Yoshida K, Hanass-Hancock J, Nixon SA, Bond V. Using intersectionality to explore experiences of disability and HIV among women and men in Zambia. Disability and Rehabilitation. 2014;36(25):2161-2168.
Nixon SA, Cameron C, Hanass-Hancock J, Simwaba P, Solomon P, Bond V, et al., Perceptions of HIV-related health services in Zambia for people with disabilities who are HIV-positive. Journal of the International AIDS Society. 2014;17:18806.
Wickenden A, Nixon SA, Yoshida K. Disabling sexualities: Exploring the impact of the intersection of HIV, disability and gender on the sexualities of women in Zambia. African Journal of Disability. 2013;2(1),Art.#50, 8 pages. doi: 10.4102/ajod.v2i1.50.
- Anti-stigma interventions are urgently needed to address disability-related stigma and discrimination. These interventions should target certain audiences, including:
- Health care workers providing HIV prevention, care, treatment and support services (e.g., a disability-related anti-stigma toolkit)
- HIV policy-making or direction-setting organizations (e.g., awareness-raising activities regarding inclusion of PWDs in leadership on HIV)
- Policies and programs to address the basic food, shelter, education and income-generation needs of people with disabilities who are HIV+, with attention to the unique needs of women and men.
- The many people with disabilities in the Sepo I Study sample who are on ART (i.e. HIV drugs) need support for nutrition, and care to address the side effects of ART.
- Stephanie Nixon, University of Toronto and International Centre for Disability and Rehabilitation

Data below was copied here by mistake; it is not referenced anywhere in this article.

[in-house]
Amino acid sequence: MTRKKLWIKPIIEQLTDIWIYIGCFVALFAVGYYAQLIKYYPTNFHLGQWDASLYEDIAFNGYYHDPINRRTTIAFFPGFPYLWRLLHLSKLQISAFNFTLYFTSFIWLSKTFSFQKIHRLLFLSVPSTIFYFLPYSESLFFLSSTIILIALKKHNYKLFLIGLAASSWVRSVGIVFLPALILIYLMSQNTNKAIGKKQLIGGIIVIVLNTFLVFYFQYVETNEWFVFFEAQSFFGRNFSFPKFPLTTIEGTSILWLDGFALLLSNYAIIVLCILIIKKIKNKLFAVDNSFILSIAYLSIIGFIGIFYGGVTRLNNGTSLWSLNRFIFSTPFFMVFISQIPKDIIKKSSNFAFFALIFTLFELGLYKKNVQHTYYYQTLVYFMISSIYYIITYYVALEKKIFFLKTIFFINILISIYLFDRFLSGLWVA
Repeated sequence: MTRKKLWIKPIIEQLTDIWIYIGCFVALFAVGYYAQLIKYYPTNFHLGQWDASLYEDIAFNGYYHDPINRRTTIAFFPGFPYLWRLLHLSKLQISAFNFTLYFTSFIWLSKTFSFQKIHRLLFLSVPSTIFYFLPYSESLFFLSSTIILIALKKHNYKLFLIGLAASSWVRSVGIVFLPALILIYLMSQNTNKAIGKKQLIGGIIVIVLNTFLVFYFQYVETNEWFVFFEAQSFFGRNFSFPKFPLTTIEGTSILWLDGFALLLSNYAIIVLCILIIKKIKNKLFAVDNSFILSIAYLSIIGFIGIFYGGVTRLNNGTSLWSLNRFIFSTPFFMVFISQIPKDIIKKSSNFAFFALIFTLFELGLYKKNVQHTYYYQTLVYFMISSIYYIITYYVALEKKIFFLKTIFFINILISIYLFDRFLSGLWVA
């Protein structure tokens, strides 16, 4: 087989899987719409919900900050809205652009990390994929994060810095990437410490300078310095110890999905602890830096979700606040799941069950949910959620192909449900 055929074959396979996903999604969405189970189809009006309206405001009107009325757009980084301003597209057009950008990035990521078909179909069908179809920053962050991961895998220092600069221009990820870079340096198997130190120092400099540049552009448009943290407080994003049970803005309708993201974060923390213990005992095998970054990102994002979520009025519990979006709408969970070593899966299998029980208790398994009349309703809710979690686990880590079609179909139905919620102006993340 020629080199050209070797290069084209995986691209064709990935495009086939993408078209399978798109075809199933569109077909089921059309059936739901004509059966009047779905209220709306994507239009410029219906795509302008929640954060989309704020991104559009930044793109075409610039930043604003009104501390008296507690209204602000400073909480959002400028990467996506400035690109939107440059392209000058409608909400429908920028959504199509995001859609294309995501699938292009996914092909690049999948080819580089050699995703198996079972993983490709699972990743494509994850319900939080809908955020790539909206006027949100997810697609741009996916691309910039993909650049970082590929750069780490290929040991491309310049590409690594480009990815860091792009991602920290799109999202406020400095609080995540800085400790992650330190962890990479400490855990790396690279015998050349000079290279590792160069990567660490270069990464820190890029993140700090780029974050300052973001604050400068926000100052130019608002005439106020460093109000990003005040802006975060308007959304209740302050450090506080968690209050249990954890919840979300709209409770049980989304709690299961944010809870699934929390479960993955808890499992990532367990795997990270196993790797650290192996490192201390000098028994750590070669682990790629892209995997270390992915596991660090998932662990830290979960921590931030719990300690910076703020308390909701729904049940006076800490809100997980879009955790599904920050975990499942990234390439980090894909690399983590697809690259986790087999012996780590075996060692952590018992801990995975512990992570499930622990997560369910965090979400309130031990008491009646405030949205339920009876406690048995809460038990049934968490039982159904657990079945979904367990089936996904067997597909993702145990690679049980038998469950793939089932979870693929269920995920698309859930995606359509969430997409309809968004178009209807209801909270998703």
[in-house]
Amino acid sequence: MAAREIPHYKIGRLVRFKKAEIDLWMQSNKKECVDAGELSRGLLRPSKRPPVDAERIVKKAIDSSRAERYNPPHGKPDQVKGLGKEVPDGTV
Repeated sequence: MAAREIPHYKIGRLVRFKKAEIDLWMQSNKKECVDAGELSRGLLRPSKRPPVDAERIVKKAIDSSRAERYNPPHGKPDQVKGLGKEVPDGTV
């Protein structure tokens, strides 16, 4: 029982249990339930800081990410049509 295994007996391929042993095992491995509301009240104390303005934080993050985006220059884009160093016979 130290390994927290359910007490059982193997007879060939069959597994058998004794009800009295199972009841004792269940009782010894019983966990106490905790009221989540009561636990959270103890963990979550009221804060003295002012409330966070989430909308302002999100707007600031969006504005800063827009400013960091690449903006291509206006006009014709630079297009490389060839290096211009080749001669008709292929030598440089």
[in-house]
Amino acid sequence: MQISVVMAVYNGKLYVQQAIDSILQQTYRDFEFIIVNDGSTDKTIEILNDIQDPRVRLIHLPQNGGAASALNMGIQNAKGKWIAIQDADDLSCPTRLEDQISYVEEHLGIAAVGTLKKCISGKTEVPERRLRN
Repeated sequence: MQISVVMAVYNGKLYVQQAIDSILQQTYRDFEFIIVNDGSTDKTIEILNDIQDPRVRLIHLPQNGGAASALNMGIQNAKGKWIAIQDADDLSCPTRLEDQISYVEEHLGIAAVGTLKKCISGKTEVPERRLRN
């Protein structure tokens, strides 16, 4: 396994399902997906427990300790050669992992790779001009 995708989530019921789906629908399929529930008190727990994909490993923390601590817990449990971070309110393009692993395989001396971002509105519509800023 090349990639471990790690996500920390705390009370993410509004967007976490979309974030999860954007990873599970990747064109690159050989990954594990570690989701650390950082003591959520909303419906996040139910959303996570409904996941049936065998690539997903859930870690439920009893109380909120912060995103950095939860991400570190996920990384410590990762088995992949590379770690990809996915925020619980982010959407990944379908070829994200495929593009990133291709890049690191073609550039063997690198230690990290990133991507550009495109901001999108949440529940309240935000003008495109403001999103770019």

- Cathy Cameron, International Centre for Disability and Rehabilitation
- Deb Cameron, University of Toronto, Canada
- Jill Hanass-Hancock, Health Economics and HIV/AIDS Research Division, University of KwaZulu-Natal, South Africa
- Francisco Ibanez-Carrasco, Universities Without Walls, Canada
- Janet Njelesani, University of Toronto, Canada
- Janet Parsons, University of Toronto and St. Michael’s Hospital, Canada
- Phillimon Simwaba, Disability and HIV/AIDS Trust, Harare, Zimbabwe
- Patty Solomon, McMaster University, Canada
- Karen Yoshida, University of Toronto, Canada
Fieldwork team in Zambia
- Agness Banda
- Wendy Kateka
- Joan Luyanga
- Christine Mainza
- Kebby Mundia
- Francisca Muyenga
- Samson Mwale
- Fortress Mweemba
- Psalms Ndewe
- Dixson Phiri
HIV and Disability-Related Anti-Stigma Team
- Virginia Bond, ZAMBART, Zambia
- Chipo Chiiya, Mutale Chonta and Sue Clay, 3C Regional Consultants, Zambia
- Jill Hanass-Hancock, Health Economics and HIV/AIDS Research Division (HEARD), South Africa
- Stephanie Nixon, International Centre for Disability and Rehabilitation, University of Toronto, Canada
- Phillimon Simwaba, Disability HIV and AIDS Trust (DHAT), Zimbabwe
- Patty Solomon, McMaster University, Canada
- Canadian Institutes of Health Research (CIHR)
- Centre for Urban Health Initiatives (CUHI)
- University of Toronto Dean’s Fund